World Journal

Analysing migration policies in the Mediterranean: it is time to act!

Analysing migration policies in the Mediterranean: it is time to act!

The year 2023 concluded with a somber record: it marked the highest number of migrant deaths, as reported by the European Council on Refugees and Exiles. Moreover, the Mediterranean route has been labeled as the “deadliest route for migrants.” In total, approximately 8500 lives were lost, with more than 3100 deaths recorded in the Mediterranean Sea as reported in the IOM data portal.

What are the underlying reasons for these staggering figures? 

Firstly, the European Union has been pursuing a policy of tightening border control. Over the past years, European states have entered into multiple agreements with non-European countries with the aim of dealing with irregular migration. However, the cooperation between the European Union and these external partners has often resulted in controversial outcomes, including human rights violations. For example, Italy signed a Memorandum of Understanding with Libya in 2017, a European-sponsored agreement aimed at combating illegal migration and human trafficking. Since then, Libyan authorities have continuously interfered in Search and Rescue Operations. Various NGOs such as SOS Mediterranee to denounce dangerous interceptions by the Libyan Coast Guard of boats in distress. Additionally, the adoption of a security decree in 2023, known as the Piantedosi Decree, has impacted the operations of NGOs in the sea, making rescue efforts less flexible and responsive. This decree mandates that boats must immediately advance toward the designated ports of disembarkation, with no provision for rescuing individuals in immediate distress. Violations of this decree result in administrative detention, as seen in the case of the Ocean Viking, an SOS Mediterranee rescue ship.

These are just some of the aspects contributing to the endangerment of migrants’ rights and the inability to provide them with a safe path of migration.

However, the sea route represents only one aspect of the broader picture…

It is important to acknowledge that migrants who arrive in Europe, having endured many dangerous situations during their journey through the Mediterranean, still do not receive adequate treatment upon arrival on the mainland. In reception centers, located, for instance, on the Italian and Greek coasts, they do not receive the required level of assistance. They are temporarily accommodated in overcrowded, unsanitary facilities, where they experience violence perpetrated by the police while awaiting completion of their registration. Once they are able to move and settle in a host country, they must contend with adverse integration factors, such as occupational segregation in low-skilled, low-paid jobs.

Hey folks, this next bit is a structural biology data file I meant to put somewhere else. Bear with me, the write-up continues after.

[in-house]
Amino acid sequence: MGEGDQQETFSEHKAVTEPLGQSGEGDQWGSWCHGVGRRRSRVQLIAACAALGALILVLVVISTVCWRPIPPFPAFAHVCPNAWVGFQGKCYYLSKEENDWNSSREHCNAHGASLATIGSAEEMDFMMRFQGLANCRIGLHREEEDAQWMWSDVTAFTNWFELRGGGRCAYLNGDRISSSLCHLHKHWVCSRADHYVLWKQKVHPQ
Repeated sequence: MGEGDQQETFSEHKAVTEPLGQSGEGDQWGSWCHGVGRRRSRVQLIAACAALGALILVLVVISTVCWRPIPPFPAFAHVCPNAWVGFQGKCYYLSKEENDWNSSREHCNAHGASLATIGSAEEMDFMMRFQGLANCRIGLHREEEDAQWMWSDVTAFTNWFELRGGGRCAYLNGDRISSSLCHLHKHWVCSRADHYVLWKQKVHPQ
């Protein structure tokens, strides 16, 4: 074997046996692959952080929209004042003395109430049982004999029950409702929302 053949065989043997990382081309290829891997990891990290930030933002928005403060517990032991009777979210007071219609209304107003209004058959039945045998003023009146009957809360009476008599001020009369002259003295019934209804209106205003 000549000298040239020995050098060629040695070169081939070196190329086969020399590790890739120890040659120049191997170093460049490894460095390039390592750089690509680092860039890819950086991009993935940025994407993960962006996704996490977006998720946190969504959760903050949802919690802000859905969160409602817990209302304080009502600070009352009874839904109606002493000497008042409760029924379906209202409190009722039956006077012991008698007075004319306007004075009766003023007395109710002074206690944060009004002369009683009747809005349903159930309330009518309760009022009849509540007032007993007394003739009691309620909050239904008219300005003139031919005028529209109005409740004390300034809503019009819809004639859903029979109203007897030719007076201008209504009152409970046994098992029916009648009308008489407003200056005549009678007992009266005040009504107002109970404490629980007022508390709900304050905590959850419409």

What can we—students and ordinary citizens—concretely do to prevent the repetition of this unfortunate record?

Faced with such a complex humanitarian crisis, we may believe that the contribution of each of us is not particularly impactful. However, I personally believe that in our daily lives, we can actually be agents of change. Firstly, we must not underestimate the power of educating ourselves. This can be achieved by attending numerous events on the topic or organizing information campaigns through student associations. Secondly, we can support NGOs operating in the Mediterranean by volunteering or simply contributing through donations. Lastly, empathy is crucial: we must try to view these phenomena from the perspective of migrants and truly understand their needs. For future policymakers, it is essential to ensure the design of safer policies that uphold respect for human rights.

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